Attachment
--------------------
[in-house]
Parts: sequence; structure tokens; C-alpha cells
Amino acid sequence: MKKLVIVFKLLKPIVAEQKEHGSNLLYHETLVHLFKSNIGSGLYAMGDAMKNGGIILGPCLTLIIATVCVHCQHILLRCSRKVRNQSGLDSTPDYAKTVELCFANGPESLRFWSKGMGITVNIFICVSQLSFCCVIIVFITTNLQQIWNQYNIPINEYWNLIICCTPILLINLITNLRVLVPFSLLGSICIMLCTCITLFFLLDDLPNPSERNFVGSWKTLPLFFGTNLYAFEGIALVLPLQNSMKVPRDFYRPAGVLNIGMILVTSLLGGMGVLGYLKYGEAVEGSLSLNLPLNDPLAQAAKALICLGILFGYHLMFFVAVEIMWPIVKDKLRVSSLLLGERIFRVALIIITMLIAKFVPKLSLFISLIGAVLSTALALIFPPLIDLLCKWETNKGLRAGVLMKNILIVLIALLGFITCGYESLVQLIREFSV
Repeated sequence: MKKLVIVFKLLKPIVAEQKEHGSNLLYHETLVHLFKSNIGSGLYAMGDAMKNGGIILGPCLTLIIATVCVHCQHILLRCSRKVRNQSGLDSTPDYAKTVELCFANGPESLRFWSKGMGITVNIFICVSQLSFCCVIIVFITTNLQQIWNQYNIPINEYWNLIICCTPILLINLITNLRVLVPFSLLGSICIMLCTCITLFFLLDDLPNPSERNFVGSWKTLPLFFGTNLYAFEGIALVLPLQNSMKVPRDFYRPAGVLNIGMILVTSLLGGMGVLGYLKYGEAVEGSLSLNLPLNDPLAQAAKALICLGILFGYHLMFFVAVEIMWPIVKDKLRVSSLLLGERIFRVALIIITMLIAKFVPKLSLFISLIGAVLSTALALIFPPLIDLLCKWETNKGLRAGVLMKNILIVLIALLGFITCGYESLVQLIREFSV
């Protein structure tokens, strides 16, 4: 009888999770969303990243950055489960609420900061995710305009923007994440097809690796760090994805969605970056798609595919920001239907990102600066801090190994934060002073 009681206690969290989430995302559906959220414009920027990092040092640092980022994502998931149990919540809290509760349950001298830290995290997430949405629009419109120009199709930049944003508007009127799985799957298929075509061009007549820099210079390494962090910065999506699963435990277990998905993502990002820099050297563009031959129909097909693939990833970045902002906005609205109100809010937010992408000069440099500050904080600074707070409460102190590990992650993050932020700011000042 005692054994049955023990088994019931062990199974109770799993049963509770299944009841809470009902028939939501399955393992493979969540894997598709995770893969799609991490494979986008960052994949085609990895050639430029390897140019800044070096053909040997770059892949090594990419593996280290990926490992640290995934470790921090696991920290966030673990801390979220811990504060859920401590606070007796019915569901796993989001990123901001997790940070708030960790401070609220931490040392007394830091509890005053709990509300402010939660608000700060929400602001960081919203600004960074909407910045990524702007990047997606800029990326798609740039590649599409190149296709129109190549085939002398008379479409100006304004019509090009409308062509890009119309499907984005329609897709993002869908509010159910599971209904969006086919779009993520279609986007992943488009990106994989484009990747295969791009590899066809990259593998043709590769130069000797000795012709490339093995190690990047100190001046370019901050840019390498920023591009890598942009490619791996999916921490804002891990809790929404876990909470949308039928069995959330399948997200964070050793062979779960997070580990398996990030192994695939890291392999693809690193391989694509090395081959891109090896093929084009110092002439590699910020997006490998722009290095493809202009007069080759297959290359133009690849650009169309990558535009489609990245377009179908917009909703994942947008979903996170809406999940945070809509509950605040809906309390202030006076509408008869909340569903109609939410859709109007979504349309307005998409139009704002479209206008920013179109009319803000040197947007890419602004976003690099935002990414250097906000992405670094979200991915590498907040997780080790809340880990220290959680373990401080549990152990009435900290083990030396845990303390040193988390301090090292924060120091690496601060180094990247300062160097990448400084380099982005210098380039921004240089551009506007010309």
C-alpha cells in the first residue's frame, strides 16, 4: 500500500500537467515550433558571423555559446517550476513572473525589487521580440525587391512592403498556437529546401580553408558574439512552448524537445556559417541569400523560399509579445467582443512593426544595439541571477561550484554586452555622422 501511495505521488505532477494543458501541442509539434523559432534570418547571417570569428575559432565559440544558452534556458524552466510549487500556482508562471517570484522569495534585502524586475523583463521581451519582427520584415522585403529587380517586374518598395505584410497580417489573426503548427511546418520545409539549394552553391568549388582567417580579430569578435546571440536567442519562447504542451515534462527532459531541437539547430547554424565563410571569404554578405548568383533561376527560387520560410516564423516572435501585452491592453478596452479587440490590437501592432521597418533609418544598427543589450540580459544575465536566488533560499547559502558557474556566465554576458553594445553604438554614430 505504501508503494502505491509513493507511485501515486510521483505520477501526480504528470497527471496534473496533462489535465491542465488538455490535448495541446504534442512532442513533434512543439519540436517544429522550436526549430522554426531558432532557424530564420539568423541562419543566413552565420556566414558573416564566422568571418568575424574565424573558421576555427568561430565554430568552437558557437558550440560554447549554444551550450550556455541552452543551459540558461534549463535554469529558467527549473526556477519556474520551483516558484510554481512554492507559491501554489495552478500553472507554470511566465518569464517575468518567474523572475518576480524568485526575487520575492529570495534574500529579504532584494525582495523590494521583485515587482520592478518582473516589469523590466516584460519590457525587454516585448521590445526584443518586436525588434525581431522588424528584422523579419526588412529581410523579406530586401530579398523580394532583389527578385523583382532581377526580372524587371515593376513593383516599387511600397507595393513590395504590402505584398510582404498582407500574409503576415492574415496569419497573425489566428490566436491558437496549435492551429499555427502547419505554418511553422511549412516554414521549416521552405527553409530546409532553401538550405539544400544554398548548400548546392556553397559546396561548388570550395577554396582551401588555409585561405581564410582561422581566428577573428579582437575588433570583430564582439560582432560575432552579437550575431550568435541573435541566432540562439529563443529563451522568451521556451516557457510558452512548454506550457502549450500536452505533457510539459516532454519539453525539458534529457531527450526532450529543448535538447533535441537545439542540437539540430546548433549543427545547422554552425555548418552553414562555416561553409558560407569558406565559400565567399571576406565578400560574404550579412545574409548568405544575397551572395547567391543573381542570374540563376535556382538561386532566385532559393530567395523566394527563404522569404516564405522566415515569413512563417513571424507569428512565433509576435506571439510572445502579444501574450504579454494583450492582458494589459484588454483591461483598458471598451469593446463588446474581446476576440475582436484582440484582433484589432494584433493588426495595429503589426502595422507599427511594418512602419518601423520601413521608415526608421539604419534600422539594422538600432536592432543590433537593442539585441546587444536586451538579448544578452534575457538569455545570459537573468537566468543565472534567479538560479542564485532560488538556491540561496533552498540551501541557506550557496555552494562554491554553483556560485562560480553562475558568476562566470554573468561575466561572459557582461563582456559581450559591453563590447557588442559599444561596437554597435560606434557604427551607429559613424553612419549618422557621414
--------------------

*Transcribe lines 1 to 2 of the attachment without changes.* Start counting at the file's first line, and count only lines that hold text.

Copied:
[in-house]
Parts: sequence; structure tokens; C-alpha cells